At the onset of each offseason, the Senior Bowl in Mobile Alabama is always a pivotal event, helping scouts familiarize themselves with draftable talent at each position. Upon evaluating the defensive back group from the event, I came away extremely impressed with Missouri cornerback Aykaleb Evans, a graduate transfer who impressed against SEC competition following a lengthy and productive stint at Tulsa.
In evaluating three games from his final season at Tulsa and two from his lone season at Missouri, it became abundantly clear that Evans is an elite open field tackler, combining great physicality with proper and consistent technique at the point of contact. In coverage, Evans is a capable and versatile man coverage defender, and while he could still stand to improve his awareness in zone coverage, he possesses the necessary athletic traits to eventually become a starter at the NFL level.
While some continued refinement of his footwork would be ideal in his transition to the NFL level, Evans does a great job of staying square in press coverage, allowing him to utilize his length and make receivers work through contact in their releases. Aligned in press man coverage to the boundary below as part of a Cover 1 scheme, Evans stays square while matching the receivers inside release, engaging a physical two hand jam and heavily disrupting the receivers release.
As the receiver fights to get Evans off his body, the Tulsa corner efficiently flips his hips and stays in the receivers hip pocket as he breaks toward the sideline on a corner route, ultimately playing through the pocket and securing a pass breakup. While the play at the catch point was great, Evans ability to disrupt the receivers timing and prevent him from hitting his intended landmark forces the quarterback to hold onto the football, forcing a pressured throw into a tight window.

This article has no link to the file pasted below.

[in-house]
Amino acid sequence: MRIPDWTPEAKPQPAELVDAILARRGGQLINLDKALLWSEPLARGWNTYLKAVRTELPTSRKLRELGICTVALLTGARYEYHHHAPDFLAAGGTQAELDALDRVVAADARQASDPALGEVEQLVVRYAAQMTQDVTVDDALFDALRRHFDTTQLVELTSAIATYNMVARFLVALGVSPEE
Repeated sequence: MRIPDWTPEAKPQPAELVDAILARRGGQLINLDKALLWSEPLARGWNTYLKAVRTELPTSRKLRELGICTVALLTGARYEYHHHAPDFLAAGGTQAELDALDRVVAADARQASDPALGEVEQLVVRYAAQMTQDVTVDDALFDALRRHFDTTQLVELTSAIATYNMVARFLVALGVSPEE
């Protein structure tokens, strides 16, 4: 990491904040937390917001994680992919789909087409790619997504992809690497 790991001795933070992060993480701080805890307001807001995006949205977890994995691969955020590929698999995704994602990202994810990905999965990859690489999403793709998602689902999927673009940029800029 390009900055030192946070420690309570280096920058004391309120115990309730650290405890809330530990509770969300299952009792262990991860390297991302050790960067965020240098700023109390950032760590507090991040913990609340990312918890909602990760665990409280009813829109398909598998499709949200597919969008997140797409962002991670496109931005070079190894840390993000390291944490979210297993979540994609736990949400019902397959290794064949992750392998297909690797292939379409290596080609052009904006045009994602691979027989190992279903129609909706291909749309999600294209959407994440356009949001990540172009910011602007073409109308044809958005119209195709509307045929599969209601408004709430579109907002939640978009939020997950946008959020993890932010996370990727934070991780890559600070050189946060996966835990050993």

While Evans presence and understanding of throwing windows will continue to improve in zone coverage, assignments which allow him to read the quarterback and trigger downhill unlock his unique physicality. Below, serving as the flat defender in a three safety, Cover 3 scheme, Evans aligns at nine yards depth with outside leverage as the field cornerback.
At the snap, Evans patiently expands to maintain outside leverage on the #1 receiver before triggering downhill as #2 breaks out toward the flat, planting efficiently, flying out of his break, and finishing full speed through the receiver to deliver a physical stick at the catch point. Ultimately, the catch nets a short gain of roughly two yards and the pass catcher is forced to pay a physical toll at the catch point, producing a result that any defensive play caller will be satisfied with.
The most common issue cornerbacks at all levels have as open field tacklers is that they do not trigger early enough, allowing ball carriers to get downhill and compromise the defenders leverage, creating tough tackle attempts. Evans biggest strength as a player is that he trusts his eyes, and is quick to trigger, coming downhill with minimal hesitation and maintaining proper leverage in his approach.